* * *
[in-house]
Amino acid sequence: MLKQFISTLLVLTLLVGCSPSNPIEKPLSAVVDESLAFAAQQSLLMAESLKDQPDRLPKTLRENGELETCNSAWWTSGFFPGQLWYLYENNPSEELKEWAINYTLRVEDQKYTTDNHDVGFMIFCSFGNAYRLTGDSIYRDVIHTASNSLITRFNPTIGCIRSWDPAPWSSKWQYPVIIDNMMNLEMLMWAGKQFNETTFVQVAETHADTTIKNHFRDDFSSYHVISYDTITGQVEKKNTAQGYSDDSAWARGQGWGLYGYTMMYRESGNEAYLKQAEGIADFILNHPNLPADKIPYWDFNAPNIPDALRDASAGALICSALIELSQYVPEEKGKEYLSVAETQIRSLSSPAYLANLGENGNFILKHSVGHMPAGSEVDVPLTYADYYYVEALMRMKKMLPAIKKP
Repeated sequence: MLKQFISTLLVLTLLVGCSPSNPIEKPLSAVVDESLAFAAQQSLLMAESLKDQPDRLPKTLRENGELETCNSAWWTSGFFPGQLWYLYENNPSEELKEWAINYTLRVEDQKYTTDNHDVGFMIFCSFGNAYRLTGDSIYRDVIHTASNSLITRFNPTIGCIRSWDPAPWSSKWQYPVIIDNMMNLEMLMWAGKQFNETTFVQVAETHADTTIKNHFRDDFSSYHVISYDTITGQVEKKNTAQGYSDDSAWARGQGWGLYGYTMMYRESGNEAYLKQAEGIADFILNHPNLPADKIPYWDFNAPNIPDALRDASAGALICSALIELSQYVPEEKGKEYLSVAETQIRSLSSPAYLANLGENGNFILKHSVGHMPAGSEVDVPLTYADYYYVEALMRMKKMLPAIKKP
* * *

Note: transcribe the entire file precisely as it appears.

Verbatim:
[in-house]
Amino acid sequence: MLKQFISTLLVLTLLVGCSPSNPIEKPLSAVVDESLAFAAQQSLLMAESLKDQPDRLPKTLRENGELETCNSAWWTSGFFPGQLWYLYENNPSEELKEWAINYTLRVEDQKYTTDNHDVGFMIFCSFGNAYRLTGDSIYRDVIHTASNSLITRFNPTIGCIRSWDPAPWSSKWQYPVIIDNMMNLEMLMWAGKQFNETTFVQVAETHADTTIKNHFRDDFSSYHVISYDTITGQVEKKNTAQGYSDDSAWARGQGWGLYGYTMMYRESGNEAYLKQAEGIADFILNHPNLPADKIPYWDFNAPNIPDALRDASAGALICSALIELSQYVPEEKGKEYLSVAETQIRSLSSPAYLANLGENGNFILKHSVGHMPAGSEVDVPLTYADYYYVEALMRMKKMLPAIKKP
Repeated sequence: MLKQFISTLLVLTLLVGCSPSNPIEKPLSAVVDESLAFAAQQSLLMAESLKDQPDRLPKTLRENGELETCNSAWWTSGFFPGQLWYLYENNPSEELKEWAINYTLRVEDQKYTTDNHDVGFMIFCSFGNAYRLTGDSIYRDVIHTASNSLITRFNPTIGCIRSWDPAPWSSKWQYPVIIDNMMNLEMLMWAGKQFNETTFVQVAETHADTTIKNHFRDDFSSYHVISYDTITGQVEKKNTAQGYSDDSAWARGQGWGLYGYTMMYRESGNEAYLKQAEGIADFILNHPNLPADKIPYWDFNAPNIPDALRDASAGALICSALIELSQYVPEEKGKEYLSVAETQIRSLSSPAYLANLGENGNFILKHSVGHMPAGSEVDVPLTYADYYYVEALMRMKKMLPAIKKP